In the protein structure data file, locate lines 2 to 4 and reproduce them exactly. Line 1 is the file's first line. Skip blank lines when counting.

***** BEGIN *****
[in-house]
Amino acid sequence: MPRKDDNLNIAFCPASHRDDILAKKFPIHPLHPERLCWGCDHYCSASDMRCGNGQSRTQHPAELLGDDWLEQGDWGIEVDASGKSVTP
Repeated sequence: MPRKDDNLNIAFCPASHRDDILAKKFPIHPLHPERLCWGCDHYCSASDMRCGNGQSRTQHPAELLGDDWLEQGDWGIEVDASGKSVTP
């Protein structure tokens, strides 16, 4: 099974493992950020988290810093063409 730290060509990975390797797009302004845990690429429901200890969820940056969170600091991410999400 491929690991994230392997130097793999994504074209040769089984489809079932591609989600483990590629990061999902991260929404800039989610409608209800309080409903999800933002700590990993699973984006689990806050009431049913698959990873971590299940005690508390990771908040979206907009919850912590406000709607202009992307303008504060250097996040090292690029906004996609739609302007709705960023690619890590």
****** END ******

Amino acid sequence: MPRKDDNLNIAFCPASHRDDILAKKFPIHPLHPERLCWGCDHYCSASDMRCGNGQSRTQHPAELLGDDWLEQGDWGIEVDASGKSVTP
Repeated sequence: MPRKDDNLNIAFCPASHRDDILAKKFPIHPLHPERLCWGCDHYCSASDMRCGNGQSRTQHPAELLGDDWLEQGDWGIEVDASGKSVTP
């Protein structure tokens, strides 16, 4: 099974493992950020988290810093063409 730290060509990975390797797009302004845990690429429901200890969820940056969170600091991410999400 491929690991994230392997130097793999994504074209040769089984489809079932591609989600483990590629990061999902991260929404800039989610409608209800309080409903999800933002700590990993699973984006689990806050009431049913698959990873971590299940005690508390990771908040979206907009919850912590406000709607202009992307303008504060250097996040090292690029906004996609739609302007709705960023690619890590």